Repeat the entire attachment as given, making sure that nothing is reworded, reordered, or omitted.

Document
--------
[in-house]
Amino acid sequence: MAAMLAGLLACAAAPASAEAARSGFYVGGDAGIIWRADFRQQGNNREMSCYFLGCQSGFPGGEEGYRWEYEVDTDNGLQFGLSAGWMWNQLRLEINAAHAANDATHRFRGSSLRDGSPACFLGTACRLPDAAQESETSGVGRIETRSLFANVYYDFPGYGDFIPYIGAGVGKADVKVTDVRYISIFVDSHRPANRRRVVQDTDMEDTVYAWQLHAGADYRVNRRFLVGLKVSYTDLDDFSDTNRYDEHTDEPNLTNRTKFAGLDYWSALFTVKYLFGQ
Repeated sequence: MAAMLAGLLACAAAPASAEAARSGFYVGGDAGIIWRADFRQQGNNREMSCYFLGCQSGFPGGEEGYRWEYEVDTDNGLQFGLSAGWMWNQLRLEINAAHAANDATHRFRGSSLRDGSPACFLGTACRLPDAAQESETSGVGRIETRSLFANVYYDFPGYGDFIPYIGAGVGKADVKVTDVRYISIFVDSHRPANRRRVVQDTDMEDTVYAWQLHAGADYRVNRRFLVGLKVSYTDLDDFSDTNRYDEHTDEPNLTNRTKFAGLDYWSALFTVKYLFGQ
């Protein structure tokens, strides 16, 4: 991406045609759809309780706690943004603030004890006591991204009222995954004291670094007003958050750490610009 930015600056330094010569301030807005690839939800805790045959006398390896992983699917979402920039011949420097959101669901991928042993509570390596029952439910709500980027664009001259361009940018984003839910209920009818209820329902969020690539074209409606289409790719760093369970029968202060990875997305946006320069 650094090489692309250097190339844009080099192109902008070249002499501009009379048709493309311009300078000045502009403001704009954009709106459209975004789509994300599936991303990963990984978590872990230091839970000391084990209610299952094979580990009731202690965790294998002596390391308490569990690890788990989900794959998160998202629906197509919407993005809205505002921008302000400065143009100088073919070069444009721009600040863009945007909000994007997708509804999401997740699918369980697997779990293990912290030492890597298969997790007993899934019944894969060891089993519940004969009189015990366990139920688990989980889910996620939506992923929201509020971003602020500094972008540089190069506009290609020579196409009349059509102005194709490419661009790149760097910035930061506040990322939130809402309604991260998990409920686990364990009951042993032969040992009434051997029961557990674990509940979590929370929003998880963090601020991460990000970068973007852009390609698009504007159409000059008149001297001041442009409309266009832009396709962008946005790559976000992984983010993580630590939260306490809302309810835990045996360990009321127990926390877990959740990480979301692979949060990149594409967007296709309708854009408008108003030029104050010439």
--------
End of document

[in-house]
Amino acid sequence: MAAMLAGLLACAAAPASAEAARSGFYVGGDAGIIWRADFRQQGNNREMSCYFLGCQSGFPGGEEGYRWEYEVDTDNGLQFGLSAGWMWNQLRLEINAAHAANDATHRFRGSSLRDGSPACFLGTACRLPDAAQESETSGVGRIETRSLFANVYYDFPGYGDFIPYIGAGVGKADVKVTDVRYISIFVDSHRPANRRRVVQDTDMEDTVYAWQLHAGADYRVNRRFLVGLKVSYTDLDDFSDTNRYDEHTDEPNLTNRTKFAGLDYWSALFTVKYLFGQ
Repeated sequence: MAAMLAGLLACAAAPASAEAARSGFYVGGDAGIIWRADFRQQGNNREMSCYFLGCQSGFPGGEEGYRWEYEVDTDNGLQFGLSAGWMWNQLRLEINAAHAANDATHRFRGSSLRDGSPACFLGTACRLPDAAQESETSGVGRIETRSLFANVYYDFPGYGDFIPYIGAGVGKADVKVTDVRYISIFVDSHRPANRRRVVQDTDMEDTVYAWQLHAGADYRVNRRFLVGLKVSYTDLDDFSDTNRYDEHTDEPNLTNRTKFAGLDYWSALFTVKYLFGQ
């Protein structure tokens, strides 16, 4: 991406045609759809309780706690943004603030004890006591991204009222995954004291670094007003958050750490610009 930015600056330094010569301030807005690839939800805790045959006398390896992983699917979402920039011949420097959101669901991928042993509570390596029952439910709500980027664009001259361009940018984003839910209920009818209820329902969020690539074209409606289409790719760093369970029968202060990875997305946006320069 650094090489692309250097190339844009080099192109902008070249002499501009009379048709493309311009300078000045502009403001704009954009709106459209975004789509994300599936991303990963990984978590872990230091839970000391084990209610299952094979580990009731202690965790294998002596390391308490569990690890788990989900794959998160998202629906197509919407993005809205505002921008302000400065143009100088073919070069444009721009600040863009945007909000994007997708509804999401997740699918369980697997779990293990912290030492890597298969997790007993899934019944894969060891089993519940004969009189015990366990139920688990989980889910996620939506992923929201509020971003602020500094972008540089190069506009290609020579196409009349059509102005194709490419661009790149760097910035930061506040990322939130809402309604991260998990409920686990364990009951042993032969040992009434051997029961557990674990509940979590929370929003998880963090601020991460990000970068973007852009390609698009504007159409000059008149001297001041442009409309266009832009396709962008946005790559976000992984983010993580630590939260306490809302309810835990045996360990009321127990926390877990959740990480979301692979949060990149594409967007296709309708854009408008108003030029104050010439």